Oliver, Richards & Sistrom, 2012.
The systematics and biogeographical history of the diverse fauna of New Guinea and surrounding islands (Melanesia) remain poorly known. We present a phylogeny for 16 of the 21 recognised Melanesian bent-toed geckos in the genus Cyrtodactylus based on mitochondrial sequence data. These analyses reveal two divergent lineages of Cyrtodactylus within Melanesia. One includes a single recognised species with clear affinities to sampled taxa from Asia. The other comprises a relatively diverse radiation (likely 30+ species), not closely related to sampled extralimital taxa and centred on the Melanesian region (including Australia). Many taxa within this second lineage are endemic to islands surrounding New Guinea, and dispersal and speciation on peripheral islands appears to have played an important role in the accumulation of species diversity within this clade. In contrast, little diversity is centred upon montane areas, although we do identify at least one lineage closely associated with hill and lower montane forest that probably dates to at least the late Miocene. Our phylogenetic analyses also reveal numerous divergent lineages that require taxonomic attention, including at least two widespread taxa that are likely to be composite, additional specimens of Cyrtodactylus capreoloides (until recently known only from the holotype) and several divergent and completely novel lineages, two of which we introduce herein: Cyrtodactylus arcanus sp. n. and Cyrtodactylus medioclivus sp. n.
|Figure 2. Photographs in life of (a) Cyrtodactylus capreoloides SAMA R66092, (b) Cyrtodactylus arcanus sp. n. AMS R124559 (holotype) and (c) Cyrtodactylus medioclivus sp. n. SAMAR66091 (holotype).|
Photographs by S. Richards and T. Reardon. DOI: j.1463-6409.2012.00545.x
Genus Cyrtodactylus Gray, 1827
Cyrtodactylus arcanus sp. n.
Etymology. Latin ‘arcanus’, secret or mysterious, in reference to the paucity of information about this species, specifically the imprecise type locality, and absence of both habitat data and male specimens.
Distribution and natural history. Currently known only from forests around Bundi on the northern edge of Central Cordillera in Morobe Province (Figure 4). The types were brought into Bundi Village from a village apparently known as ‘Dagbaru’. Searches of several place name databases for Papua New Guinea failed to identify a location in this area with a name matching this. Nothing is known about its ecology or biology.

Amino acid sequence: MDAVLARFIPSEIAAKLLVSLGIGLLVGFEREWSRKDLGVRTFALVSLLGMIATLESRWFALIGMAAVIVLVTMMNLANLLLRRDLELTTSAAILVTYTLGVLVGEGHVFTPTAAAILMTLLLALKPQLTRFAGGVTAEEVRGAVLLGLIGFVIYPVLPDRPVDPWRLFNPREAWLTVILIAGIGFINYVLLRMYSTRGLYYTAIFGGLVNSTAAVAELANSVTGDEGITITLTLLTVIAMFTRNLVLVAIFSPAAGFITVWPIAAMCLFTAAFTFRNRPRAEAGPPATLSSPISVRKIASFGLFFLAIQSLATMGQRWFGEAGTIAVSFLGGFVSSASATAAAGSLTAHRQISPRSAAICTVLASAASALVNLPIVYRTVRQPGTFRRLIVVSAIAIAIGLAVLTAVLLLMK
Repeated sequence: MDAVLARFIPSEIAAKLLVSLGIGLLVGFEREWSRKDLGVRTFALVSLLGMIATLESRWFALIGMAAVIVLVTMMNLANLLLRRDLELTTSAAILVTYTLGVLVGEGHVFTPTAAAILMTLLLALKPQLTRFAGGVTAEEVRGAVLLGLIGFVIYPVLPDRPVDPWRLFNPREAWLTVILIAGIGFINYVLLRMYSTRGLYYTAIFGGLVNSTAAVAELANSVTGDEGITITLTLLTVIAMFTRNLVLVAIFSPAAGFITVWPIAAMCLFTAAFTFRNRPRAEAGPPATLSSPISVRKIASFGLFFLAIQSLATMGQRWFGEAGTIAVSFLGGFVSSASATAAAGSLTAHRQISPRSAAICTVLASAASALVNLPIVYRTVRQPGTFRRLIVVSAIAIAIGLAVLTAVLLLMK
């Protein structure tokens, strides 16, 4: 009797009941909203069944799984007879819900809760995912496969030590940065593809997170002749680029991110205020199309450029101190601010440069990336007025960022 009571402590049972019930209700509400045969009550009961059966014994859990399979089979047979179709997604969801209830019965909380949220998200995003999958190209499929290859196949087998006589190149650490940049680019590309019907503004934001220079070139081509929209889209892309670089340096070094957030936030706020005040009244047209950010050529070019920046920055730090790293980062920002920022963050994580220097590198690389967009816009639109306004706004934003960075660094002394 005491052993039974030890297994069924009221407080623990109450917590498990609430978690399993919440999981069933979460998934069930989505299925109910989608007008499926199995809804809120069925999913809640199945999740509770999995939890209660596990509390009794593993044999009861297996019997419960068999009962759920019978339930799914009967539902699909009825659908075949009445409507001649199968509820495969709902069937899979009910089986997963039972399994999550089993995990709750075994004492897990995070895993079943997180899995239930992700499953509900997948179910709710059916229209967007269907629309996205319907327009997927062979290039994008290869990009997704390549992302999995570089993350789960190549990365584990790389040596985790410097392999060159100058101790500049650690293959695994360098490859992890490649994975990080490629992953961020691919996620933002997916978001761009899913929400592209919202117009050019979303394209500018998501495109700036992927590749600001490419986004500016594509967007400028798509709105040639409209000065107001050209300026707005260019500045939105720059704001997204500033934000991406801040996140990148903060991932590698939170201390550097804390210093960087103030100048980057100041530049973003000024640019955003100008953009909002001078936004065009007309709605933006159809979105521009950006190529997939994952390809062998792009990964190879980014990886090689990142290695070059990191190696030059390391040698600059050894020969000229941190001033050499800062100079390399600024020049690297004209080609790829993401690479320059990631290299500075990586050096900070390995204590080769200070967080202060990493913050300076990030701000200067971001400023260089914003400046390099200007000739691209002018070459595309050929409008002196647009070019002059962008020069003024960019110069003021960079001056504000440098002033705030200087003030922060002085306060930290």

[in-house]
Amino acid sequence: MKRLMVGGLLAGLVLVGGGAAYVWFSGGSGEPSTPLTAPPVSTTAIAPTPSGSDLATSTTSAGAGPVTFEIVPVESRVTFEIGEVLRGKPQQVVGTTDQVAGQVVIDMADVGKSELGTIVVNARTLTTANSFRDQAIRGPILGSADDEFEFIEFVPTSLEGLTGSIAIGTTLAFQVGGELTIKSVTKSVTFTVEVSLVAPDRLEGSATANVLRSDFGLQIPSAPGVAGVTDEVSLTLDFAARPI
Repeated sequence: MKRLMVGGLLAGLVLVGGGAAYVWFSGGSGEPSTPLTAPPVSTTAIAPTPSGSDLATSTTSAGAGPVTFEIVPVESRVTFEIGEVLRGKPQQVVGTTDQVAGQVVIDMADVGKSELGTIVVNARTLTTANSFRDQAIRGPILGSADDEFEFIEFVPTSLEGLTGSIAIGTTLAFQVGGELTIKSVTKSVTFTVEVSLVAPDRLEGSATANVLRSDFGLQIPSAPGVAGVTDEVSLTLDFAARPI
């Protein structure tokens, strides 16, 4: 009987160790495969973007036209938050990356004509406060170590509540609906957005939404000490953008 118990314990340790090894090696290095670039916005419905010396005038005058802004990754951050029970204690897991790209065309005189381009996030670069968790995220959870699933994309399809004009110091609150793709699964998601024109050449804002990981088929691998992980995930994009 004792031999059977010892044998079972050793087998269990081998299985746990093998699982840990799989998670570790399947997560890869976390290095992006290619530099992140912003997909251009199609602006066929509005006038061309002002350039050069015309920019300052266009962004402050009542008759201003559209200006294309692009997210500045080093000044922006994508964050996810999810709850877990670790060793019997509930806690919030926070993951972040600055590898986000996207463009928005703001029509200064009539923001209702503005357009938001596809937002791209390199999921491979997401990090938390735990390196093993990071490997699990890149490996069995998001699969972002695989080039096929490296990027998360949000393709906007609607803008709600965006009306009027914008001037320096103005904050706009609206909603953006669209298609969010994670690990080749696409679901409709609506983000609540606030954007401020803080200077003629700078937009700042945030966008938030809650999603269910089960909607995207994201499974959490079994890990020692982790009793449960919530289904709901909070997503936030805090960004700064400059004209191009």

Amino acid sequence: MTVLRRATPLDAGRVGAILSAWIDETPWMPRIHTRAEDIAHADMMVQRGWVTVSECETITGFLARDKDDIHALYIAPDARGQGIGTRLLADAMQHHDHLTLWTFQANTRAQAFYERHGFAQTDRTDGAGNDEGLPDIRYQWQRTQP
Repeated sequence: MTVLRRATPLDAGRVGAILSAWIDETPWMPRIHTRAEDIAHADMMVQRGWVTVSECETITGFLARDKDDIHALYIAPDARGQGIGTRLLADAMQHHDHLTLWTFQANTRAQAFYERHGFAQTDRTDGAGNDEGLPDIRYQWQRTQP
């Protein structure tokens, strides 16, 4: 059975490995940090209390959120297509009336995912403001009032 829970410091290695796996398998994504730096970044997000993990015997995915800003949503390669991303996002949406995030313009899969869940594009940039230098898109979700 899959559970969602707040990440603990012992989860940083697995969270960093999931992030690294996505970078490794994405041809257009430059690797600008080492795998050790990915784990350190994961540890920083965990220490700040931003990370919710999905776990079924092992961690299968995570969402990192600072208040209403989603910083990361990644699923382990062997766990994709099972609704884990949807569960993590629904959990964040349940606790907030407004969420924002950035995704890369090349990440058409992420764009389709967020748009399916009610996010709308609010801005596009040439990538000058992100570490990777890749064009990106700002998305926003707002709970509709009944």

Cyrtodactylus medioclivus sp. n.
Cyrtodactylus sp. Richards & Dahl 2011
Eytmology. Latin ‘medio’ (middle, half) and ‘clivus’ (slopes), in reference to known localities at moderate altitudes at the approximate mid-point of New Guinea, and alluding to this species’ relationship with Cyrtodactylus boreoclivus from the North Papuan Ranges (Oliver et al. 2011).
Distribution and natural history. Known only from two localities in mossy lower montane forest in Southern Highlands Province (Figure 4). The holotype was collected in very heavy rain on a mossy branch two metres above the ground. Over ten nights of sampling, no other geckos were seen or collected. The paratype was brought in by local collectors and has no associated habitat information other than the details given above.
The level of genetic divergence between the two types of C. medioclivus (4.2%) suggests that they come from genetically divergent populations. While only 100 km apart, it is not surprising that the combination of rugged topography, an apparently narrow altitudinal distribution and historical changes in climate might have generated significant geographic structure within this species. The phylogeography of montane lineages in New Guinea remains almost completely unknown, and more detailed study of this and other taxa with similar distributions is required.
Paul Oliver, Stephen J Richards and Mark Sistrom. 2012. Phylogeny and Systematics of Melanesia’s Most Diverse Gecko Lineage (Cyrtodactylus, Gekkonidae, Squamata). ZOOLOGICA SCRIPTA. 41(5); 437–454. DOI: j.1463-6409.2012.00545.x